Malaria cornered

The killer malarial parasite may become vulnerable if drugs that target a particular enzyme are developed

Published: Saturday 15 February 1997

Stop the serial killer:   falc a group of British biochemists have discovered a cavity in the molecular structure of an enzyme, essential to the malarial parasite, which could act as a docking point for tailor-made drugs designed to inactivate the enzyme and disable the parasite.

The most deadly parasitic protozoan Plasmodum falciparum , which kills more than a million people every year, is rapidly becoming resistant to drugs. So biologists are searching for a new cure that will cripple the parasite without harming the human host. This calls for knowing the structure of the protein to be targeted. Leo Brady of the University of Bristol, uk, examined a parasite's protein enzymes, lactate dehydro-genase (ldh) (New Scientist, Vol 152, No 2056).

Brady says that this enzyme may be the perfect target for the drug as all organisms use ldh to digest sugars. His team used x-ray crystallography to determine the three-dimensional structure of this ldh to find a cleft, ten atoms long, five atoms wide and eight atoms deep next to its catalytic centre. The next step is to design chemicals that fit into the eight atom deep depression and block the catalytic centre.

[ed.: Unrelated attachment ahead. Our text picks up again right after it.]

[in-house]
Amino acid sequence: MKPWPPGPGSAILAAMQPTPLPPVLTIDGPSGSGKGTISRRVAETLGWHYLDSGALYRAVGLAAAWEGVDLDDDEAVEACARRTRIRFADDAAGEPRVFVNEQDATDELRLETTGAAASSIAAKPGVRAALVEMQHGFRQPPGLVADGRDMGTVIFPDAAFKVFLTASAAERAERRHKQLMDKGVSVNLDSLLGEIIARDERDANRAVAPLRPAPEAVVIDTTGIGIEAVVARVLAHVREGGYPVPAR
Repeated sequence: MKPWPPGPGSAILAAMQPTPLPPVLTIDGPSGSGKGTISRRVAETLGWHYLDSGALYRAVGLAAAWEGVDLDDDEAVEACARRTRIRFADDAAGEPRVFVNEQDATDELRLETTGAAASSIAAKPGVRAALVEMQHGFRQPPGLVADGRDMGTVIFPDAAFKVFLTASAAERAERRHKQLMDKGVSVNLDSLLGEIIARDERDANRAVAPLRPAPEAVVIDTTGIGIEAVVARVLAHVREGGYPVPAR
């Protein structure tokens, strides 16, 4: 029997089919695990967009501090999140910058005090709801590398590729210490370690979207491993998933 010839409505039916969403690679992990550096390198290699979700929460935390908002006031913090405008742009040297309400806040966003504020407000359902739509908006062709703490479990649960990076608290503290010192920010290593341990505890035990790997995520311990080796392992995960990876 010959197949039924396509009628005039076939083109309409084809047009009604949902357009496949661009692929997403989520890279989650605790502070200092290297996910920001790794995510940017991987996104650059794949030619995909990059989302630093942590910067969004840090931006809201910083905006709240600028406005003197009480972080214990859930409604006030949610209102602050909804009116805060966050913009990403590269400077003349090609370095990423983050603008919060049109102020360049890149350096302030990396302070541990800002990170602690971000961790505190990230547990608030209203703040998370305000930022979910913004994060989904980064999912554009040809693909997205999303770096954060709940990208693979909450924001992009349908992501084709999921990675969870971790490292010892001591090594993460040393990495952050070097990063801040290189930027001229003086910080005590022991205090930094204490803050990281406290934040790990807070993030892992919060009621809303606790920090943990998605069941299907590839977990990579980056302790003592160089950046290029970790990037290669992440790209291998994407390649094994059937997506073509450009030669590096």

"For drug design this is perfect,"says Brady. "It is next to the active site of the enzyme and unique to the parasite." Human ldh has no cleft so it is supposed that the drug will leave it unharmed. The finding explains the partial success of one known inactivator of P falciparum ldh, the researchers say. Gossypol, a chemical from cottonseed oil, inhibits the parasite's ldh 40 times as strongly as it inhibits human ldh. Up to now, no one understood the reason.

Brady says computer models suggest that gossypol uses the cavity to attach itself more strongly to the malarial enzyme. Chemists may now be able to change the shape of gossypol to fit the cavity better. This could enable it to inhibit the parasite's ldh even more strongly, and could even make it powerful enough to use as an antimalarial drug.

Ed Nuzum, who studies experimental malarial therapies at the Walter Reed Army Institute of Research in Washington dc, said: "What they have done so far is great." But he adds that ldh inhibitors which work in the test tube may not necessarily kill the parasite inside cells. Nuzum adds, "Until we test a new drug, we never know if malaria has a way to circumvent it."

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